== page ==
Tuition fee cut 'would force universities to reduce student numbers’

Students sit in lecture hall listening to speaker
by Hayley Pearce | 13 Mar 2019

Russell Group says humanities courses at highest risk without government top-up

The UK’s leading universities have warned that student places would be in danger if cuts to undergraduate tuition fees are not topped up with extra government funding.

Humanities courses, like English, history and languages, would be most at risk, they say.

Vice-chancellors in the Russell Group of universities, which includes Exeter, Bristol and Sheffield universities, are preparing for tuition fees to be sliced from £9,250 to an expected £7,500 when the Augar review, commissioned by Theresa May, is published.

For classroom-based subjects, charging students £9,250 a year barely covers costs. If the government does not provide compensation to make up the shortfall, numbers of humanities and social sciences students would have to be reduced.

In jeopardy

Tim Bradshaw, chief executive of the Russell Group, said: “The prime minister’s post-18 review looks as though it could settle on a headline-grabbing cut to tuition fees alongside a series of teaching grant top-ups for certain subjects.

“We assume the government will want to show its commitment to fully fund clinical and STEM subjects such as medicine and engineering, although experience tells us this can’t be taken for granted.

“Left hanging out to dry could be subjects such as English, history and modern foreign languages. Non-STEM courses are studied by around 53% of undergraduates. With their funding slashed, it is inevitable their survival will be put in jeopardy.”

Vice-chancellors echoed Bradshaw’s comments, with Koen Lamberts at the University of Sheffield saying a tuition fee cut unmatched by extra income would mean the government was dictating which courses universities should teach, The Guardian reported.

“There is only so much teaching we can provide at a loss,” Lamberts said. “Of course we want to see science, engineering and maths protected, but linguists and economists are vital for the economy too.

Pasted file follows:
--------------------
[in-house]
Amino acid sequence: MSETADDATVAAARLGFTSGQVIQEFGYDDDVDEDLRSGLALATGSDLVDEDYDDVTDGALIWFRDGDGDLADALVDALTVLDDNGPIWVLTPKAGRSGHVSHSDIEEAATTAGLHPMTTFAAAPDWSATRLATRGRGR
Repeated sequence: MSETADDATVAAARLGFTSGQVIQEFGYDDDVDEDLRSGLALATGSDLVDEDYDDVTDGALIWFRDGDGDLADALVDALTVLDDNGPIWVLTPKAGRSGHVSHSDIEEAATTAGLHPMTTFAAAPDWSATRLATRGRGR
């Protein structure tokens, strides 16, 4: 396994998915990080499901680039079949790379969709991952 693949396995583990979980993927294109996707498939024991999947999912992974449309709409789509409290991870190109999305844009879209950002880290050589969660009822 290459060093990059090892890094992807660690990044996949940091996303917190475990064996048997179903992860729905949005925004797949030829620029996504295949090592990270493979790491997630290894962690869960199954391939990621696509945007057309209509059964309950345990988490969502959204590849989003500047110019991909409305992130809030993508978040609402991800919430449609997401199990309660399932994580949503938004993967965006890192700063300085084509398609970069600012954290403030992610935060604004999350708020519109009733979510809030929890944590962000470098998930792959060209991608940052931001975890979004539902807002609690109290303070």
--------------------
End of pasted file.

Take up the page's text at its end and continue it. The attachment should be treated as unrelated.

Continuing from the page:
“If the government cuts fees but doesn’t replace the money, with a promise it will keep up with future demand, ministers are effectively reintroducing a cap on student numbers. I don’t think Whitehall should get into this level of workforce planning and indirectly tell universities which subjects we should and shouldn’t teach.”

Constraints

Under the current system in England, the fees for all undergraduates are £9,250 a year, with the government giving additional grants to top up funding for high priority or expensive courses like medicine, engineering and physics.

The Russell Group says the income from domestic fees and grants is already well below teaching costs for lab-based science, engineering and technology subjects and for other intermediate-cost subjects such as archaeology and the creative arts.

The group says that while it is not against cuts in tuition fees, it is against cuts in funding for universities.

A member of the group said: “Ultimately our concern is that, whatever the funding mechanism, there is enough money for universities to do their job properly and particularly to avoid constraints on places.”

Outside the Russell Group, uncompensated tuition fee cuts would cause financial difficulties for universities that are already struggling, especially those teaching mainly classroom-based subjects to undergraduates who are predominantly from England.

‘Daylight robbery’

In a TSR thread about the proposed fee cut putting university places at risk, MrAwesomeeee said: “Honestly, I want to be sympathetic to universities in this case but just simply fail to understand how with fees of £,9250 annually (some of the highest in the world) universities are still on the brink, finance-wise.

“Surely if fees are cut to the proposed £7,500 unis should be able to manage, I mean £9,250 is already practically daylight robbery.”

In response, DarthRoar pointed out the huge overheads HE institutions are saddled with: “Universities have massive costs. Building upkeep, academic staff salaries, research costs, totalling hundreds of millions per year.

“Cutting fees would require the government to give universities money for each place. Of course, the government doesn't have unlimited money so they have to put some sort of cap on the number of places for every given year.

“Your ‘Ah they should be able to manage’ shows no understanding of the world.”

In another TSR thread on whether fees should be cut, abolished or left alone, Decahedron said: “If a university is already struggling when fees are insanely high then they aren't a sustainable business and need to go bust. 

“From a purely governmental standpoint they should cut fees because at least then they might have better chance of recouping the cost. As it stands of the £34 billion owed (post-2012 loans), £14 billion will have to be written off due to non-payment. They should cut their losses and set fees at a reasonable cost that can be paid back in full.”

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